Case 3:01-cv-02313-RNC Document 125-5 Filed 09/08/2004 Page 1 of 6
UNITED STATES DISTRICT COURT
DISTRICT OF CONNECTICUT
v. Case No. 3:01CV 2313 (RNC)
PLAINTIFF’ MEMORANDUM RE
ANTICIPATED EVIDENTIARY PROBLEMS
Pursuant to paragraph d. of the Trial Memorandum Order, plaintiff submits this
memorandum regarding anticipated evidentiary problems.
Plaintiff respectfully refers the Court to opinions dealing with Trans Union’
efforts in limine to block a plaintiff from proving his or her case. Soghomonian v. United
States &Trans Union, 278 F Supp. 2d 1151 (E.D. Cal. 2003); Crane v. Trans Union,
LLC, 282 F. Supp. 2d 311 (E.D. Pa. 2003); Lawrence v. Trans Union LLC, 2003 WL
22992081 (E.D. Pa. Dec. 11, 2003); Evantash v. G.E. Capital Mortgage Services &Trans
Union, 2003 WL 22844198 (E. D. Pa. Nov. 25, 2003)
CREDIT BUREAU OF CONNECTICUT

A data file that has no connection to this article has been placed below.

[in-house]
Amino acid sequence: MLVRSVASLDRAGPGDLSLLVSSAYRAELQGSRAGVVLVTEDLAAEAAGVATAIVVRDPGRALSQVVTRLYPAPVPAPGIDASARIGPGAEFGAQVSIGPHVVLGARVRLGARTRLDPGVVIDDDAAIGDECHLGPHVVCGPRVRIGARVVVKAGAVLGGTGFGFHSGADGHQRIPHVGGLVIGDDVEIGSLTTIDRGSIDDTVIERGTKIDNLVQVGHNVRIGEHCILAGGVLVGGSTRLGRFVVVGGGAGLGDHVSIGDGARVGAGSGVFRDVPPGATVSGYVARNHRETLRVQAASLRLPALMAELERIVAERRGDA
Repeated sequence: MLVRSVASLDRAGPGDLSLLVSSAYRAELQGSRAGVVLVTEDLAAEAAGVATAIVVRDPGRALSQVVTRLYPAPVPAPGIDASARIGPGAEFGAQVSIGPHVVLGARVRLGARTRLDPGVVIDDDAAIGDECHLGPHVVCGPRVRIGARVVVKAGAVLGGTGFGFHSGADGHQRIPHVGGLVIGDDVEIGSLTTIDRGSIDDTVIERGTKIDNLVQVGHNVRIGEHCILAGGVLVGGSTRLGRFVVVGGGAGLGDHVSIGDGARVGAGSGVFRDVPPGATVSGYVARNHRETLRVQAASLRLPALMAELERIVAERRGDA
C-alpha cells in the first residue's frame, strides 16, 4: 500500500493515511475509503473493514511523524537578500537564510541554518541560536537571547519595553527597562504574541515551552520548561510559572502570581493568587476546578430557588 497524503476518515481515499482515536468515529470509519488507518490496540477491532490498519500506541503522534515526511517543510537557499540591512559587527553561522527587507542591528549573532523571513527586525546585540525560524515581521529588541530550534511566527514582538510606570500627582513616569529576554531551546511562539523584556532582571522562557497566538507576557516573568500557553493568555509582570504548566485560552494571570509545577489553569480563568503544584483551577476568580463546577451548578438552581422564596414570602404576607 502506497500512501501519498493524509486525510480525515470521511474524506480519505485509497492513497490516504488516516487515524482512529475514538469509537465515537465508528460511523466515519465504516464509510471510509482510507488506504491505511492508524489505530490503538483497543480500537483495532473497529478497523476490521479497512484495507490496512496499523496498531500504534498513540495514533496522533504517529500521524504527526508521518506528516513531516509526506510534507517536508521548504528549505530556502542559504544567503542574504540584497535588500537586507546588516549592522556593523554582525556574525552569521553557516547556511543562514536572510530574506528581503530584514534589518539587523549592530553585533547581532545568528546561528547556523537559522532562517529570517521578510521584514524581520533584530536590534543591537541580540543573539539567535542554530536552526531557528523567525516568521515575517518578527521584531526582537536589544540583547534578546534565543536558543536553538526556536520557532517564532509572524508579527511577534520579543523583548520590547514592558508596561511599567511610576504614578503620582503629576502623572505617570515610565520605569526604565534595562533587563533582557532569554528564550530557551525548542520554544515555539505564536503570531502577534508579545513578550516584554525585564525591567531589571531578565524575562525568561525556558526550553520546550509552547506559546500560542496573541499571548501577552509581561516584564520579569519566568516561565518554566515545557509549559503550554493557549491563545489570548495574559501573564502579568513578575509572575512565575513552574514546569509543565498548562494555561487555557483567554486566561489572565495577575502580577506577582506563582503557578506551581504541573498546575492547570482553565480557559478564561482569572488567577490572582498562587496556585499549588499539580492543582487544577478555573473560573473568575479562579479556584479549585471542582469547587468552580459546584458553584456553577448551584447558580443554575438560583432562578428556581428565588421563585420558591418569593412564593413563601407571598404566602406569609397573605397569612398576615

Trans Union was ORDERED to produce its agreement with Credit Bureau of
Connecticut (CBCT). It refused to do so. Pursuant to that Agreement, Plaintiff’first two
disputes, 1996 and 1999, were recorded and maintained in Trans Union’data base,
putting this defendant on notice of the identity theft and mandating it to use reasonable
procedures thereafter to assure maximum possible accuracy when it prepared a report.
Trans Union objects to plaintiff’presenting testimony about her communications with
CBCT partly on its assertion that “
[CBCT was separate from Trans Union at the time,
but later purchased by Trans Union. Plaintiff has not identified any documents which are
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competent to establish a legal connection between the Connecticut Credit Bureau and
Trans Union.” However, another affiliate relationship is described in Trans Union
Credit Info. v. Assoc. Credit Services, 805 F.2d 188, 190 (6th Cir. 1986) as a contractual
sale and purchase of credit reporting services with unrestricted access to each other’
system. The affiliate relationship is also disclosed in Trans Union LLC v. Credit